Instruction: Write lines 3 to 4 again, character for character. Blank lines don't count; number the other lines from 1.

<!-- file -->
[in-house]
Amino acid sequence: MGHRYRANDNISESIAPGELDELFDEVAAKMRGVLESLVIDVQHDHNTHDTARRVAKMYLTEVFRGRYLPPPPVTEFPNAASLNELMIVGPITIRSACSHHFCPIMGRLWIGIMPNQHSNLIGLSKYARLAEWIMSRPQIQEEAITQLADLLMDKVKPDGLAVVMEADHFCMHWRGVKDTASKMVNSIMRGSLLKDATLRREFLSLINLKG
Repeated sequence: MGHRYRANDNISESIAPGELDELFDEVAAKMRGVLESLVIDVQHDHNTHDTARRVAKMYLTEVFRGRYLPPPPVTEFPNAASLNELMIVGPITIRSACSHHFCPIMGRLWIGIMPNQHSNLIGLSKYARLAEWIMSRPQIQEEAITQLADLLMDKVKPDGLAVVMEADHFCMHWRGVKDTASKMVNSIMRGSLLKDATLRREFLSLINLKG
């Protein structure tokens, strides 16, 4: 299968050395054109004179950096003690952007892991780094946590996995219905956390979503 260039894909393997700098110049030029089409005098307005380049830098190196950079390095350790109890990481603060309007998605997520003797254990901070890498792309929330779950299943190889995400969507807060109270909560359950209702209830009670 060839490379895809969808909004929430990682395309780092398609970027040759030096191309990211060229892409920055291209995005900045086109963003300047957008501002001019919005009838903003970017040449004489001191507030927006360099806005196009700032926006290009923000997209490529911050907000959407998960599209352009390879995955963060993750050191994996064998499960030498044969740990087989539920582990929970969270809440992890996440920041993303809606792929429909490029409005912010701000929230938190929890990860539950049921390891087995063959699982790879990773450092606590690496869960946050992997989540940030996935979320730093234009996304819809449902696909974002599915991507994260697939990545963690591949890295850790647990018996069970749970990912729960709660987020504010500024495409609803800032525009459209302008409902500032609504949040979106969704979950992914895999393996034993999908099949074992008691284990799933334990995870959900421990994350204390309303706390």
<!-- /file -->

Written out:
Repeated sequence: MGHRYRANDNISESIAPGELDELFDEVAAKMRGVLESLVIDVQHDHNTHDTARRVAKMYLTEVFRGRYLPPPPVTEFPNAASLNELMIVGPITIRSACSHHFCPIMGRLWIGIMPNQHSNLIGLSKYARLAEWIMSRPQIQEEAITQLADLLMDKVKPDGLAVVMEADHFCMHWRGVKDTASKMVNSIMRGSLLKDATLRREFLSLINLKG
């Protein structure tokens, strides 16, 4: 299968050395054109004179950096003690952007892991780094946590996995219905956390979503 260039894909393997700098110049030029089409005098307005380049830098190196950079390095350790109890990481603060309007998605997520003797254990901070890498792309929330779950299943190889995400969507807060109270909560359950209702209830009670 060839490379895809969808909004929430990682395309780092398609970027040759030096191309990211060229892409920055291209995005900045086109963003300047957008501002001019919005009838903003970017040449004489001191507030927006360099806005196009700032926006290009923000997209490529911050907000959407998960599209352009390879995955963060993750050191994996064998499960030498044969740990087989539920582990929970969270809440992890996440920041993303809606792929429909490029409005912010701000929230938190929890990860539950049921390891087995063959699982790879990773450092606590690496869960946050992997989540940030996935979320730093234009996304819809449902696909974002599915991507994260697939990545963690591949890295850790647990018996069970749970990912729960709660987020504010500024495409609803800032525009459209302008409902500032609504949040979106969704979950992914895999393996034993999908099949074992008691284990799933334990995870959900421990994350204390309303706390």